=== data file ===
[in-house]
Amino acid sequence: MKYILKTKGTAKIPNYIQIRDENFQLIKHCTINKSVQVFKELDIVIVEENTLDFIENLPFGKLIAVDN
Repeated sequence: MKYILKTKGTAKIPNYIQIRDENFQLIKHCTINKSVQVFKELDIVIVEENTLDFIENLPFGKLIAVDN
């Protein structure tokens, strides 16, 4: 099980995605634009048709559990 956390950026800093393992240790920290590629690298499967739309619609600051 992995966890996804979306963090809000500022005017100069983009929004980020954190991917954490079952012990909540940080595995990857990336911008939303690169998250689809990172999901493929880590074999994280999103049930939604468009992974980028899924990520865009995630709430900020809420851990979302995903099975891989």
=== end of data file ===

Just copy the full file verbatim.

[in-house]
Amino acid sequence: MKYILKTKGTAKIPNYIQIRDENFQLIKHCTINKSVQVFKELDIVIVEENTLDFIENLPFGKLIAVDN
Repeated sequence: MKYILKTKGTAKIPNYIQIRDENFQLIKHCTINKSVQVFKELDIVIVEENTLDFIENLPFGKLIAVDN
């Protein structure tokens, strides 16, 4: 099980995605634009048709559990 956390950026800093393992240790920290590629690298499967739309619609600051 992995966890996804979306963090809000500022005017100069983009929004980020954190991917954490079952012990909540940080595995990857990336911008939303690169998250689809990172999901493929880590074999994280999103049930939604468009992974980028899924990520865009995630709430900020809420851990979302995903099975891989």